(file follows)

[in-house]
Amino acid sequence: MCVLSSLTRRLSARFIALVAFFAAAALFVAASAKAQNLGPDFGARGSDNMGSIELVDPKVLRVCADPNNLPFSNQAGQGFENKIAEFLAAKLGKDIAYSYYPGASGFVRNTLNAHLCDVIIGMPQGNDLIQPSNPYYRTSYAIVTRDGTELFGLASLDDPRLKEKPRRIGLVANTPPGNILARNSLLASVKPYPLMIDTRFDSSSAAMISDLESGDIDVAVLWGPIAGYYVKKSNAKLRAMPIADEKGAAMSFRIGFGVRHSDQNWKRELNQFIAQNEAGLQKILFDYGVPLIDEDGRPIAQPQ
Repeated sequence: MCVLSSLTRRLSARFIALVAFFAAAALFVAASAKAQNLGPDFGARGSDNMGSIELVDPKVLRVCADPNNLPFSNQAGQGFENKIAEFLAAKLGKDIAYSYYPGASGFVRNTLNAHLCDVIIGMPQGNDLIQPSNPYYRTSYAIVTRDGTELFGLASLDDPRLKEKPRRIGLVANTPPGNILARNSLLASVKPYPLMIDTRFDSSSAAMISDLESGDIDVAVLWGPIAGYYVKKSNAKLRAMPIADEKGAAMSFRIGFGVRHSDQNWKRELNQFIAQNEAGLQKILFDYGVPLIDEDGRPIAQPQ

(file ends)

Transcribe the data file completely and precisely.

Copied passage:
[in-house]
Amino acid sequence: MCVLSSLTRRLSARFIALVAFFAAAALFVAASAKAQNLGPDFGARGSDNMGSIELVDPKVLRVCADPNNLPFSNQAGQGFENKIAEFLAAKLGKDIAYSYYPGASGFVRNTLNAHLCDVIIGMPQGNDLIQPSNPYYRTSYAIVTRDGTELFGLASLDDPRLKEKPRRIGLVANTPPGNILARNSLLASVKPYPLMIDTRFDSSSAAMISDLESGDIDVAVLWGPIAGYYVKKSNAKLRAMPIADEKGAAMSFRIGFGVRHSDQNWKRELNQFIAQNEAGLQKILFDYGVPLIDEDGRPIAQPQ
Repeated sequence: MCVLSSLTRRLSARFIALVAFFAAAALFVAASAKAQNLGPDFGARGSDNMGSIELVDPKVLRVCADPNNLPFSNQAGQGFENKIAEFLAAKLGKDIAYSYYPGASGFVRNTLNAHLCDVIIGMPQGNDLIQPSNPYYRTSYAIVTRDGTELFGLASLDDPRLKEKPRRIGLVANTPPGNILARNSLLASVKPYPLMIDTRFDSSSAAMISDLESGDIDVAVLWGPIAGYYVKKSNAKLRAMPIADEKGAAMSFRIGFGVRHSDQNWKRELNQFIAQNEAGLQKILFDYGVPLIDEDGRPIAQPQ